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Making Sense of PR Speak – Part II

confusionLast year, Alex wrote about the abundance of jargon that seems to find its way into considerable amounts of PR copy – with B2B PR being particularly afflicted by the jargon curse. With 2016 now firmly established, this is a good time to revisit the topic and have a look at some of the current phrases being ‘leveraged’ in the world of PR.

One of the biggest problems with using jargon and buzzwords is that it can completely ruin the tone of whatever you are writing. Surveys have found that jargon is an immediate irritant to a reader, and is something that people can even find intimidating. So even if the actual ‘thing’ your press release is announcing is interesting if it’s littered with jargon and buzzwords, readers (and that includes journalists) will instantly switch off. Here are a few more words to avoid:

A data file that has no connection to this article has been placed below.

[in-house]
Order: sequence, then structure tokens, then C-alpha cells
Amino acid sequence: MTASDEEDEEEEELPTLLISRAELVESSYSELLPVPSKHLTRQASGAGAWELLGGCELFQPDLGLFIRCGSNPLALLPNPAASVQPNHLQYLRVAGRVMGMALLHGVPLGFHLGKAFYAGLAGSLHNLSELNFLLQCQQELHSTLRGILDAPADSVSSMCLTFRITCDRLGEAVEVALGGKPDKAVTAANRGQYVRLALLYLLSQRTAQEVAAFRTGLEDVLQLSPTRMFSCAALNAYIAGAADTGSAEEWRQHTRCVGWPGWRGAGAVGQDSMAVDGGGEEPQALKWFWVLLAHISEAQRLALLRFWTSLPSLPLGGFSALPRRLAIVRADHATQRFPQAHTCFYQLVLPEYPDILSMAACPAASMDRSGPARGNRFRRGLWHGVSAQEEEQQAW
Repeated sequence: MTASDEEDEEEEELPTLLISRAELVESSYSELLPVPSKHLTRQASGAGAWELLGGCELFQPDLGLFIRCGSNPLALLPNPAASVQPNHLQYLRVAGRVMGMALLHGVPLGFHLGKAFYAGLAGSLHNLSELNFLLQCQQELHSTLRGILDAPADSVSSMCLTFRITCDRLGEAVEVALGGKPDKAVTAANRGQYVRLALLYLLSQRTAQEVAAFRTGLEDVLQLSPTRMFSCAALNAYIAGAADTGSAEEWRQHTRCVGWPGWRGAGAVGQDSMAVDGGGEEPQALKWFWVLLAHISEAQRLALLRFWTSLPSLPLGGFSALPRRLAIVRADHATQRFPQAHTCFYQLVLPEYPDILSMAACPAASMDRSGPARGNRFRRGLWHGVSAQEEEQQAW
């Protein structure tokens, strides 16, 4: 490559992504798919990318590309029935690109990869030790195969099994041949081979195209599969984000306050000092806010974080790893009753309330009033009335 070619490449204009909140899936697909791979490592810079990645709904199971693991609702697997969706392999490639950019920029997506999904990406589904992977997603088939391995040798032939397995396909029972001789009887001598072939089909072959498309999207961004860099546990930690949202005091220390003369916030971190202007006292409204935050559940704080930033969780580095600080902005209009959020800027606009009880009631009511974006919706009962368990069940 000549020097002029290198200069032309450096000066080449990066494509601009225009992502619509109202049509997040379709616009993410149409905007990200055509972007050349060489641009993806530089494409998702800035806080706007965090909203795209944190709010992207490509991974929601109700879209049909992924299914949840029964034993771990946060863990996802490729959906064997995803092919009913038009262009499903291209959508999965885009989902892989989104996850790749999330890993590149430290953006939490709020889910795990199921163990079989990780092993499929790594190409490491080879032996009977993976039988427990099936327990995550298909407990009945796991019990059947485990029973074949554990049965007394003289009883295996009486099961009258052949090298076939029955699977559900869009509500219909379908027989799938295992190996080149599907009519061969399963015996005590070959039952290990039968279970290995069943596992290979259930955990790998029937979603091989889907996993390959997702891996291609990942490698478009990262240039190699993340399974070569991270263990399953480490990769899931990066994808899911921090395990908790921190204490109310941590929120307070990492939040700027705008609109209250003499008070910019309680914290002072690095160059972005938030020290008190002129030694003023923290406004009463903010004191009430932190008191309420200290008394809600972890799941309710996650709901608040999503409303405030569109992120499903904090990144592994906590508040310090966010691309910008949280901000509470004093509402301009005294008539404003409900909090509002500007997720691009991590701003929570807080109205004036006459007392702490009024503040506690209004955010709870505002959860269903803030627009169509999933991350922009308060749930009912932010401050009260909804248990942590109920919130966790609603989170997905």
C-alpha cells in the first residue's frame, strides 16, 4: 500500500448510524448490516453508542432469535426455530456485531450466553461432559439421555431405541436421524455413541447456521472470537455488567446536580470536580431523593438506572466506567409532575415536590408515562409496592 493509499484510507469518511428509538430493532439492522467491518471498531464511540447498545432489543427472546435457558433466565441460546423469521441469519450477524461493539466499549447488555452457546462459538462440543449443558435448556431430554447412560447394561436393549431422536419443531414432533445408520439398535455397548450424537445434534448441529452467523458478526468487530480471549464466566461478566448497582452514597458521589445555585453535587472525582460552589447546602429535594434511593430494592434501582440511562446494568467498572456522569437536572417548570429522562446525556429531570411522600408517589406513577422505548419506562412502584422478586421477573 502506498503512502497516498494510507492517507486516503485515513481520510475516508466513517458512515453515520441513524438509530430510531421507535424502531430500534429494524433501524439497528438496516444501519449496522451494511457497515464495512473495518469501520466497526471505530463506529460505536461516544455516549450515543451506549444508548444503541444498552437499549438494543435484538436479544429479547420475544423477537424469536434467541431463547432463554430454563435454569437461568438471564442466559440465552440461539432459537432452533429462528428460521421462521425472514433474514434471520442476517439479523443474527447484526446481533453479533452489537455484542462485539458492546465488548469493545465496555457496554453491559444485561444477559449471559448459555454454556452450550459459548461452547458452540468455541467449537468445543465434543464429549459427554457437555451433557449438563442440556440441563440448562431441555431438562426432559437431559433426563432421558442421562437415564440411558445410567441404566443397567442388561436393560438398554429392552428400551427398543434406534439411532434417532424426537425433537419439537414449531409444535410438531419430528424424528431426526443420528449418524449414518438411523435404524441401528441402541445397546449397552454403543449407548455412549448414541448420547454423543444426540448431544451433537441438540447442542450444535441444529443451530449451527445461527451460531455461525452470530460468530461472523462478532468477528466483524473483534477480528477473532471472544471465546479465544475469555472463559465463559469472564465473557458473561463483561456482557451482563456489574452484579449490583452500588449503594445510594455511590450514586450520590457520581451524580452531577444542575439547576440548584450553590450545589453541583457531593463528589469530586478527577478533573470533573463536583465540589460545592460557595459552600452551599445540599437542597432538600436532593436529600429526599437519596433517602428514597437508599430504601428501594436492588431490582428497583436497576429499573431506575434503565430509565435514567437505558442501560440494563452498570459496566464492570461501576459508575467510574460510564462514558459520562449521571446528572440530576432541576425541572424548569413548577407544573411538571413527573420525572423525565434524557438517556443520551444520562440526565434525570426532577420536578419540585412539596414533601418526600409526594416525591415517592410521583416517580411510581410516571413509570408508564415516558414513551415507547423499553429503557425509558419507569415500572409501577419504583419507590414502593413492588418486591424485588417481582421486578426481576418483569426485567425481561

• Amplify: This is predicted by one language consultancy to be the biggest buzzword of 2016, instead of using much more sensible synonyms, such as increase, improve or grow.
  • Disrupt/Disruptive: In a similar way to the over use of ‘unique’, seemingly these days, everyone wants to be seen as doing something ‘disruptive’. If you genuinely think your technology or service is disruptive, then stand by it, but if it’s merely a product update or a new version of your software – how disruptive is it really?